Defining the Geopolitics of a Thirsty WorldSM
The Thirsty Dragon: China Takes a Loss to Get Ahead in the Business of Fresh Water

Courtesy of The New York Times, an interesting article on China’s desalination initiatives:

Towering over the Bohai Sea shoreline on this city’s outskirts, the Beijiang Power and Desalination Plant is a 26-billion-renminbi technical marvel: an ultrahigh-temperature, coal-fired generator with state-of-the-art pollution controls, mated to advanced Israeli equipment that uses its leftover heat to distill seawater into fresh water.

There is but one wrinkle in the $4 billion plant: The desalted water costs twice as much to produce as it sells for. Nevertheless, the owner of the complex, a government-run conglomerate called S.D.I.C., is moving to quadruple the plant’s desalinating capacity, making it China’s largest.

“Someone has to lose money,” Guo Qigang, the plant’s general manager, said in a recent interview. “We’re a state-owned corporation, and it’s our social responsibility.”

In some places, this would be economic lunacy. In China, it is economic strategy.

As it did with solar panels and wind turbines, the government has set its mind on becoming a force in yet another budding environment-related industry: supplying the world with fresh water.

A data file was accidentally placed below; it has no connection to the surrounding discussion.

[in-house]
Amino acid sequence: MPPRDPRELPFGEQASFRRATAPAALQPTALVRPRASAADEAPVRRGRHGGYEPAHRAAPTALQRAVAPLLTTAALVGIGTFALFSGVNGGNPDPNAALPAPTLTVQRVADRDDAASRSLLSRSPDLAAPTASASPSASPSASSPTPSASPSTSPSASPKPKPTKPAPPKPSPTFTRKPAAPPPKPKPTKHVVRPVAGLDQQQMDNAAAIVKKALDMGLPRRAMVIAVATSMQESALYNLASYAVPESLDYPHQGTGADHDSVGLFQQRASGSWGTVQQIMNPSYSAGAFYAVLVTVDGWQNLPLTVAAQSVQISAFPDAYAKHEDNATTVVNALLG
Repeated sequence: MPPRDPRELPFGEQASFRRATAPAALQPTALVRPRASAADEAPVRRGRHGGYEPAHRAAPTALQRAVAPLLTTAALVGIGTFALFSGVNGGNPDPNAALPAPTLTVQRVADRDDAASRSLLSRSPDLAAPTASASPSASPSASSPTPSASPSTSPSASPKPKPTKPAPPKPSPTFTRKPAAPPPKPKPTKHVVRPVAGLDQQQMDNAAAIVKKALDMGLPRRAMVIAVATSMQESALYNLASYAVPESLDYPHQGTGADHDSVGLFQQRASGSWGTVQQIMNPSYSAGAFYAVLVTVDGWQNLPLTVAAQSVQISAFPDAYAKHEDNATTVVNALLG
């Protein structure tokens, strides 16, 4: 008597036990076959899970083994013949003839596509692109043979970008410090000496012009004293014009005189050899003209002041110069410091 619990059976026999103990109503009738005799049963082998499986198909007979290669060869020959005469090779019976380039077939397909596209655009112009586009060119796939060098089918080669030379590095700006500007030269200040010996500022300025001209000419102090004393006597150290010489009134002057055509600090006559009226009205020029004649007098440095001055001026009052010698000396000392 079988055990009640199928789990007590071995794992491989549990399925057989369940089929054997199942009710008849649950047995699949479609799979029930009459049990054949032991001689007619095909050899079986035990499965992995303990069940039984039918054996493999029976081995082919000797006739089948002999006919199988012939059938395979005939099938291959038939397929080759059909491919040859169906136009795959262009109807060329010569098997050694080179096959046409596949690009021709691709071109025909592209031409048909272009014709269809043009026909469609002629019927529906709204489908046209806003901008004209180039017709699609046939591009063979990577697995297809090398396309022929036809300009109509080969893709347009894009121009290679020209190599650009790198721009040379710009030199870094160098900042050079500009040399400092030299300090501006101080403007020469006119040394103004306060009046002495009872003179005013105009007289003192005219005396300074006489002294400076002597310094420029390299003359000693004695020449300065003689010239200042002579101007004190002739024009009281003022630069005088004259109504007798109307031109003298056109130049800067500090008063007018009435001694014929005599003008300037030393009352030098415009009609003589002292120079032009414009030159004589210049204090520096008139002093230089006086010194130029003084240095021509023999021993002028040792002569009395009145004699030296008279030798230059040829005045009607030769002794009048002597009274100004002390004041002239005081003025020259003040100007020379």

The Beijiang project, southeast of Beijing, will strengthen Chinese expertise in desalination, fine-tune the economics, help build an industrial base and, along the way, lessen a chronic water shortage in Tianjin. That money also leaks away like water — at least for now — is not a prime concern.

“The policy drivers are more important than the economic drivers,” said Olivia Jensen, an expert on Chinese water policy and a director at Infrastructure Economics, a Singapore-based consultancy. “If the central government says desalination is going to be a focus area and money should go into desalination technology, then it will.”

The government has, and it is. At the government’s order, China is rapidly becoming one of the world’s biggest growth markets for desalted water. The latest goal is to quadruple production by 2020, from the current 680,000 cubic meters, or 180 million gallons, a day to as many as three million cubic meters, about 800 million gallons, equivalent to nearly a dozen more 200,000-ton-a-day plants like the one being expanded in Beijiang.

China’s latest five-year plan for the sector is expected to order the establishment of a national desalination industry, according to Guo Yozhi, who heads the China Desalination Association. Institutes in at least six Chinese cities are researching developments in membranes, the technology at the core of the most sophisticated and cost-effective desalination techniques.

The National Development and Reform Commission, China’s top-level state planning agency, is drafting plans to give preferential treatment to domestic companies that build desalting equipment or patent desalting technologies. There is talk of tax breaks and low-interest loans to encourage domestic production.